<clever> klange: in terms of my binary being a rounding error for you, i dont even need the ram to be online, lol, and its not even using 20% of the L2 cache
<clever> but its not quiet enough to have a full framebuffer
<clever> i could maybe get a 320x320 palette based framebuffer
<clever> or RGB332
<mrvn> clever: can't find my code for uint64_t div10 but it's like this: https://stackoverflow.com/questions/5558492/divide-by-10-using-bit-shifts 2nd answer
<bslsk05> ​stackoverflow.com: math - Divide by 10 using bit shifts? - Stack Overflow
<clever> mrvn: ive also seen gcc doing similar with high-side mults and bit masking
<clever> its pretty weird
<clever> oh, what happens if i hit the LTO button?
<mrvn> clever: mult is something diverent and needs higher precision for the mult. x/10 == (x * (1/10 << 32)) >> 32
<mrvn> clever: sometimes you need other shifts than 32 but 32 is the best for 32bit cpus.
<clever> yeah
<mrvn> gcc and clang are pretty good at finding inverse constants so the multiply actually is true for all inputs but they don't always find the same constants.
<mrvn> The bit shifts and adds (I had) are derived from multiplying with the inverse. You just do the mult with shifts and adds basically.
<mrvn> 1/10 has a nice binary pattern so that works out great.
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<bslsk05> ​gcc.gnu.org: LTO Overview (GNU Compiler Collection (GCC) Internals)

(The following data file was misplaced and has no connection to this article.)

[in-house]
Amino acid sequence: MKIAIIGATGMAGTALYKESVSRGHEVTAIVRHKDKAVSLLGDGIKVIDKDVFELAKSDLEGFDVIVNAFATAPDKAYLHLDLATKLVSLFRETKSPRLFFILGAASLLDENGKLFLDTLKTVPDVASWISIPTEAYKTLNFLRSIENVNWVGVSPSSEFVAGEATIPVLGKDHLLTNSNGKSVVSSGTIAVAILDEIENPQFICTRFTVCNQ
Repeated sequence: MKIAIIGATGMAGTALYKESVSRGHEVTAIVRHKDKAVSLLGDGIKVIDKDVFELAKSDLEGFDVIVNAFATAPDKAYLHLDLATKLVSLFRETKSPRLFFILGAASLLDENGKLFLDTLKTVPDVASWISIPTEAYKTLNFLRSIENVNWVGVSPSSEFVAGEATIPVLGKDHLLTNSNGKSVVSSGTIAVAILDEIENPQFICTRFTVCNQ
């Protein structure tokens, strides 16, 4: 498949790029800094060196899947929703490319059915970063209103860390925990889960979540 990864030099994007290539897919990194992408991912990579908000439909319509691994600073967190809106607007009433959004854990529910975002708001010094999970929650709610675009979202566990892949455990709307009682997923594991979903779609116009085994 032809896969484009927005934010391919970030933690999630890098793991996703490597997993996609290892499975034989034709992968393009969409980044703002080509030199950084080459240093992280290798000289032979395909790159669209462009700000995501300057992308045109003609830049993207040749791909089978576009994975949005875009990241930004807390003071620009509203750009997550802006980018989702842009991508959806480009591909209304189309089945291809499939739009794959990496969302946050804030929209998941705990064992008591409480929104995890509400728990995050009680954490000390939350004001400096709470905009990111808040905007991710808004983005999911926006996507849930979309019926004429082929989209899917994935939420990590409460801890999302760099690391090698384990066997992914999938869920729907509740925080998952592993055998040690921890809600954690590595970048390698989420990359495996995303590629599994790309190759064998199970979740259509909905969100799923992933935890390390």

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<heat> holy fucking shit I was looking at the wrong thing
<heat> it was a context switching bug
<clever> been there, got the t-shirt
<heat> i got no t-shirt
<heat> :(
<clever> in my case, i wrote a bit of critical-section code, that would disable irq's, then enable irq's
<clever> it got ran by the scheduler when irq's where off
<clever> so it turned irq back on, in the middle of the context switching routine
<clever> which then context switched in the middle of context switching
<heat> i was getting issues with corruption of *everything* in the stack
<heat> looked at the mmu a bunch, no dice
<heat> (although I did find a cute little bug)
<heat> it turns out the bug was that I forgot a user thread could be inside the kernel
<heat> so I was setting the scratch tp register wrong when switching back to user threads in kernel space
<clever> ah
<heat> and it wasn't faulting, but just wrecking havoc everywhere
<clever> for me, it faulted, but only if an irq happens at the wrong time in context switching
<clever> so it was fine until i tried to do irq heavy tasks
<heat> the havoc really reminded me of TLB problems, so I looked at that a bunch (since I wasn't doing TLB stuff, but I also wasn't really touching memory such that I would need to shootdown stuff)
<heat> I also tried porting a new allocator just to check
<heat> now I have a half-finished port of scudo
<heat> oh also this was somehow triggered by a malloc call in fpu code
<heat> malloc corrupts everything turned out to be a context switching bug
<heat> scudo might be a good allocator though
<heat> dunno about the perf though
<heat> i know it's supposed to be more secure, and that both android, fuchsia and trusty use it
<heat> I'm using the old musl malloc, which is just *not good*
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<klange> mine's pretty shit, too, predates all the rest of my OS
<klange> one of my uni+apple friends helped me with it, smart guy
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<bslsk05> ​twitter: <a13xp0p0v> Finished my new security research: ␤ ␤ Hacking Zircon microkernel of Fuchsia OS developed by @GoogleOSS . ␤ ␤ Sharing the screenshot of the PoC exploit demo! ␤ ␤ I'll publish a detailed write-up. https://pbs.twimg.com/media/FL6BIyDX0AElQob.jpg